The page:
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Methodological explanation for the news release:


Laeken poverty indicators


Definitions

Equivalent household size:
In order to reflect differences in household size and composition, the income figures are given per equivalent adult.
This means that the total household income is divided by its equivalent size using the so-called modified OECD equivalence scale, which gives a weight of:
- 1.0 to the first adult;
- 0.5 to any other household member aged 14 or over;
- 0.3 to each child below age 14.

At-risk-of-poverty threshold:
Referred to as the at-risk-of-poverty line. This is equivalent to 60 percent of the median national equivalised income of the persons living in households.

At-risk-of-poverty rate:
This indicator reflects the percentage of persons with an equivalised disposable income below the at-risk-of-poverty threshold.
The “at-risk-of-poverty rate before social transfers” shows the percentage of persons with an equivalised disposable income before social transfers excluding also old-age benefits below the “at-risk-of-poverty threshold”.

Most frequent activity status:
The most frequent activity status is defined as the status that individuals declare to have occupied for more than half the number of months in the income reference year. The most frequent activity status groups are employment, unemployment, retirement and other inactive persons.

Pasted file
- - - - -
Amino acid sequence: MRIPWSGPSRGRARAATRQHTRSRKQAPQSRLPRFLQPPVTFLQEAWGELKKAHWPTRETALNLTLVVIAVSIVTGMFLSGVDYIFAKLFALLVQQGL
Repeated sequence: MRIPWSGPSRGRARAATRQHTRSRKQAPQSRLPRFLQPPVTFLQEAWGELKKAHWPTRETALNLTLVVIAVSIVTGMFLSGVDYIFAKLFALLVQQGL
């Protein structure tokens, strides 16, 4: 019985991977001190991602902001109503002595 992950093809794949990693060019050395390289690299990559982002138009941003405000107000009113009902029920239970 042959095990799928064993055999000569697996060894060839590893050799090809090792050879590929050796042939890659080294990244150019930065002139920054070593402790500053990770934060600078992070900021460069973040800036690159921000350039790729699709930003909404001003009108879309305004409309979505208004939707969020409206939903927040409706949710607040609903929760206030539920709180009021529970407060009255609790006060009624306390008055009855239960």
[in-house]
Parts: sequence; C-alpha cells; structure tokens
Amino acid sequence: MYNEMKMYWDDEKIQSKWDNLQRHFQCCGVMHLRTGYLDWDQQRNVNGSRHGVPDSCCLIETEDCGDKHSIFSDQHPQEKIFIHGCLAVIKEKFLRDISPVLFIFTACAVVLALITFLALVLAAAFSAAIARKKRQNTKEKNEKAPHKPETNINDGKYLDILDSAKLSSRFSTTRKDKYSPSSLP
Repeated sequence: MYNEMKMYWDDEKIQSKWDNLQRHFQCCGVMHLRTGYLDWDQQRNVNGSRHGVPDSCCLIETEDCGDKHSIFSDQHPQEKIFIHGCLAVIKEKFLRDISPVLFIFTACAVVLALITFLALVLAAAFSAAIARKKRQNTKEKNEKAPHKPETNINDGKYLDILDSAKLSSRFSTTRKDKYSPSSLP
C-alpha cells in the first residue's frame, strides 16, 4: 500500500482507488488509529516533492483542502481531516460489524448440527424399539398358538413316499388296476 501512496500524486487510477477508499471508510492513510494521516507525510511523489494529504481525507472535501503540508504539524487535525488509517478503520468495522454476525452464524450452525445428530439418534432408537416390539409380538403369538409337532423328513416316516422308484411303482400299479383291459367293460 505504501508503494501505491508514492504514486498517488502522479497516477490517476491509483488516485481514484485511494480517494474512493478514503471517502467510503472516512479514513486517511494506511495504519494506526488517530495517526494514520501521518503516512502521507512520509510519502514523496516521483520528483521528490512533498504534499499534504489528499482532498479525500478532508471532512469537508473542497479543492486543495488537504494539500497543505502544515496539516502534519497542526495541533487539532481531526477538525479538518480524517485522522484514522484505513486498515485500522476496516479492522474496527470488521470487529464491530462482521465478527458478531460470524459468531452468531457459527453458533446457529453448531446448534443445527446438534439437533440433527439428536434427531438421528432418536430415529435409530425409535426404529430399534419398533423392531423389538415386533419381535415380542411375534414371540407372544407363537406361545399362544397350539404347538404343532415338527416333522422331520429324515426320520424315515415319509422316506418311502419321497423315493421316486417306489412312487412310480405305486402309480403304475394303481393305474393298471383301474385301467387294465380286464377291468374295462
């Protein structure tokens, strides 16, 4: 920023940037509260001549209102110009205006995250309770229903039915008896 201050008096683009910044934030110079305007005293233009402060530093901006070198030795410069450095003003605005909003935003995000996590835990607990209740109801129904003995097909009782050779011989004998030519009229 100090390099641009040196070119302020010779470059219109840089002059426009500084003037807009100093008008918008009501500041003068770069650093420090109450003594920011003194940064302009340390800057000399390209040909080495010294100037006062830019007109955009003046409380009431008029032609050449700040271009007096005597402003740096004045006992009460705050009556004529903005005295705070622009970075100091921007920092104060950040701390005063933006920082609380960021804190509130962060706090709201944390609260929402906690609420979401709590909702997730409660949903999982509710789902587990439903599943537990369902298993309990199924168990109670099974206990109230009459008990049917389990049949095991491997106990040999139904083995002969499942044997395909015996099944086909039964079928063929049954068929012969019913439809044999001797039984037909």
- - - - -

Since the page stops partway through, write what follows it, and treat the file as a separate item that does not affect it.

S80/S20 ratio:
The ratio between the sums of the highest and lowest 20 percent equivalised incomes of persons within the households.

Gini coefficient:
The Gini coefficient measures the inequality among values of a frequency distribution of income. In theory, the Gini coefficient of zero expresses perfect equality of income distribution, (for example, where everyone has the same income), while the Gini coefficient of one (or 100%) expresses maximal inequality among values (for example, where only one person has all the income).

Households with very low work intensity:
For each household the work intensity is calculated by dividing the sum of all the months actually worked by the working age members of the household (i.e. persons aged 18-59 who do not fall under the definition of dependant children), by the sum of the workable months in the household – i.e., number of months that could theoretically be worked within the household. Individuals are classified into work intensity categories that range from WI=0 (jobless household) to WI=1 (full work intensity, i.e. all working age household members worked during the income reference year). Work intensity equal or inferior to 0.20 is considered as very low.

Severe material deprivation rate:
The severe material deprivation rate is defined as the percentage of the population with an enforced lack of at least four out of nine material deprivation items in the “economic strain and durables” dimension. The nine items considered are: 1) arrears on mortgage or rent payments, utility bills, hire purchase instalments or other loan payments; 2) capacity to afford paying for one week's annual holiday away from home; 3) capacity to afford a meal with meat, chicken, fish (or vegetarian equivalent) every second day; 4) capacity to face unexpected financial expenses; 5) household cannot afford a telephone (including mobile phone); 6) household cannot afford a colour TV; 7) household cannot afford a washing machine; 8) household cannot afford a car and 9) ability of the household to pay for keeping its home adequately warm.

People at-risk-of-poverty rate or social exclusion, (AROPE) indicator:
This indicator reflects the share of the population, which is either at risk of poverty, or severely materially deprived or lives in a household with very low work intensity.



Last updated: 03.01.2014


   

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